The Topic: Consent supposedly distinguishes contracts from other private or public rights and duties by requiring that each contracting party manifest its intent, at the time it enters into the contract, to be bound to the contract.  This program will explore:

♥   whether intent – objectively manifested or otherwise – is or should be an integral part of contemporary contract law, practice, and theory;

♥   the extent to which context affects or should affect a party’s ability to consent, the significance of its manifested consent, or both; and

♥   assuming that intent and context matter, how best to determine and give effect to the parties’ intent in the context of their transaction.

We are particularly interested in fostering discussion of (1) intent to be bound, (2) intent to be bound to specific terms, (3) the intended meaning of agreed terms, (4) intended circumstances under which a party may avoid or delay performing their duties, and (5) intended remedies available or foreclosed if a party does not perform as agreed under circumstances that neither invite nor allow avoidance or delay.

The Program: Inspired by last year’s lively roundtable discussion of pedagogical approaches and by a fairly robust body of recent scholarship relevant to our topic, and paying homage to the increasingly rare, but fondly remembered, two-semester Contracts course, we seek speakers for two (or more) discussion panels, which the planning subcommittee will organize topically.  We have secured a 180-minute time slot, which should facilitate a broader, more diverse, and more participatory discussion than the typical 100-minute AALS program permits.

Publication: While we hope that this program will ignite or further fuel already-burning scholarly interest across its broad scope, we do not require an original paper proposal and have not pre-arranged publication of any papers discussed at or arising from the program (although we may explore publishing a program transcript if we can find a suitable venue and all of the speakers consent).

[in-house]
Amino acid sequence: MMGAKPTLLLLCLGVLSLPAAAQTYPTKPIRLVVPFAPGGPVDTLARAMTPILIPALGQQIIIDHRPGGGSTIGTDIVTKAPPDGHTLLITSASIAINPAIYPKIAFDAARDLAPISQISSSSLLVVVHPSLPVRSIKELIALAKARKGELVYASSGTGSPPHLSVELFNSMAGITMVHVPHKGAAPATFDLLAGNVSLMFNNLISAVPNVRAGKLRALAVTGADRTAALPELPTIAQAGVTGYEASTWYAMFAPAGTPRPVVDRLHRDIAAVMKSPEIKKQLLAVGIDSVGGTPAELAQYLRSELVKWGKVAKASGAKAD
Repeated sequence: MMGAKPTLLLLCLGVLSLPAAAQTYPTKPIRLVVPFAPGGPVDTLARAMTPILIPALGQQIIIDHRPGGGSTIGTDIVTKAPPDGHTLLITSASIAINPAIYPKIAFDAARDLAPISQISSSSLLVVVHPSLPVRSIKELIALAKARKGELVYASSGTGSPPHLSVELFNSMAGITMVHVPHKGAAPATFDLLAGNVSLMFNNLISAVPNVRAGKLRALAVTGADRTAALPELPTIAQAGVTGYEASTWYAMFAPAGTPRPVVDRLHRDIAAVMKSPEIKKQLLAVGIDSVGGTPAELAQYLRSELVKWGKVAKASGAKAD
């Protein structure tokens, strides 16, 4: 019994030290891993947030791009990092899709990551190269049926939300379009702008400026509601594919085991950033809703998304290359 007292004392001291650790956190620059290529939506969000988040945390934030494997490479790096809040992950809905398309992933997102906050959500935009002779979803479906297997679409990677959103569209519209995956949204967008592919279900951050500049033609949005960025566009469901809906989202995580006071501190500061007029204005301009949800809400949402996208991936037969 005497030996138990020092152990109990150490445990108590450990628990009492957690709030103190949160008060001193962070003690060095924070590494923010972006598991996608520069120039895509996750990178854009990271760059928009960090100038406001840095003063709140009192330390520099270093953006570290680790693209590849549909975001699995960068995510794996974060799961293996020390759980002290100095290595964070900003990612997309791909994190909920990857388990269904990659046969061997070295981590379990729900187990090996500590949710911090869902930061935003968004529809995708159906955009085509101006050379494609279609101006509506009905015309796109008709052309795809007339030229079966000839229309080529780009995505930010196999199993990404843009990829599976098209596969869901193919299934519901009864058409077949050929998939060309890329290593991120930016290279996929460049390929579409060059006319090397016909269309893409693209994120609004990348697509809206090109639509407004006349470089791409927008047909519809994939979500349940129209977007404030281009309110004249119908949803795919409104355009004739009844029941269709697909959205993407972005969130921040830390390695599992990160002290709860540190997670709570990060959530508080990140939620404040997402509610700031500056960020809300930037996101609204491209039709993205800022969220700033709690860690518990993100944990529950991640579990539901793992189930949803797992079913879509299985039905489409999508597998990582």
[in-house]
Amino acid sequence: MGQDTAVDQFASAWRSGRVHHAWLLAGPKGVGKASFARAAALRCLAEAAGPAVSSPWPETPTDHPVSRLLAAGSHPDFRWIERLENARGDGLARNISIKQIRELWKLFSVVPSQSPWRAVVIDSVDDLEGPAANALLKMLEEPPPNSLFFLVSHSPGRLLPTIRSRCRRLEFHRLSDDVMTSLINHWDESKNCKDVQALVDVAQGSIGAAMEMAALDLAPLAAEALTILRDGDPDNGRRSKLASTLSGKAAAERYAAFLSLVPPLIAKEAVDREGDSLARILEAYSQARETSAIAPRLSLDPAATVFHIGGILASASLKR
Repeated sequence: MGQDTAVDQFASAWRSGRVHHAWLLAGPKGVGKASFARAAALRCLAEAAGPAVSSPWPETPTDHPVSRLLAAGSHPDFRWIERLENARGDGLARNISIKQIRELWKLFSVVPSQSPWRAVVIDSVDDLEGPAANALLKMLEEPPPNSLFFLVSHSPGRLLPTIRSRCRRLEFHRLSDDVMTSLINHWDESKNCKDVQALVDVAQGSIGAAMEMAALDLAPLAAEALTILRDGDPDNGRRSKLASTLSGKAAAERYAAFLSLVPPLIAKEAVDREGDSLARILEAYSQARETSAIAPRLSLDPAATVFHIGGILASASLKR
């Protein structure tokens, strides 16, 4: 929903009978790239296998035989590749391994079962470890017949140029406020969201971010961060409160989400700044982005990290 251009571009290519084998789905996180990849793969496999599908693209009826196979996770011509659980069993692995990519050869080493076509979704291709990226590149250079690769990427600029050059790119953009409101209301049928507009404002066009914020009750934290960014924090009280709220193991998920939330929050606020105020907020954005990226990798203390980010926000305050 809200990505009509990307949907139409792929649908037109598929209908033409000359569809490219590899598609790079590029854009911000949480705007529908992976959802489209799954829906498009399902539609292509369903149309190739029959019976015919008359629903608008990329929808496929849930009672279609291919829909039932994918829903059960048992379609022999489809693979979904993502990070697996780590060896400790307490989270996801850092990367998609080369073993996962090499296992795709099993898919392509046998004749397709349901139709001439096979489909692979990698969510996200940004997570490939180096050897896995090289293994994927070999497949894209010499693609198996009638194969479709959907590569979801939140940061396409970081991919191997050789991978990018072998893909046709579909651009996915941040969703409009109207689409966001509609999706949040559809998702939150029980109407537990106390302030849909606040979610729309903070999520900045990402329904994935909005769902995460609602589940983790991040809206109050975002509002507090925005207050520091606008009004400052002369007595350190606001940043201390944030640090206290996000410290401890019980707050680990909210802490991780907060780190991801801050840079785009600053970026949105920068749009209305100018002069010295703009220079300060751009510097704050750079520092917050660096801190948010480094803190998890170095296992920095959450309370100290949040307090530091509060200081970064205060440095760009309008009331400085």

Submitting a Proposal: If you would like to participate as a panelist, please contact program chair Keith Rowley (, no later than 12:00 p.m. PST, Monday, December 6th, indicating the aspect(s) of the topic that most interest(s) you; from what perspective(s) you propose to discuss it/them; if applicable, the scholarly work – yours or someone else’s, published or in progress – you plan to draw upon; and how best to contact you between now and December 10.  While the program planning subcommittee will reserve some spots for submissions received by the foregoing deadline (and may consider late proposals), we will begin to review proposals as we receive them and may begin extending offers as early as Monday, November 29th.

We apologize for the short notice, but hope to capitalize on it by attracting participants who might have been unwilling or unable to commit themselves in September or early October or who, like some of us, were stymied by the ongoing labor strife at the AALS headquarters hotel.  We are meeting; we are meeting elsewhere; and we ask that you help make this a well-attended, informative, and interactive program.

Thank you for your consideration.

[Keith A. Rowley]

December 3, 2010 in Conferences, Law Schools, Meetings | Permalink | Comments (0) | TrackBack (0)

Wednesday, December 1, 2010

Drafting executive compensation contracts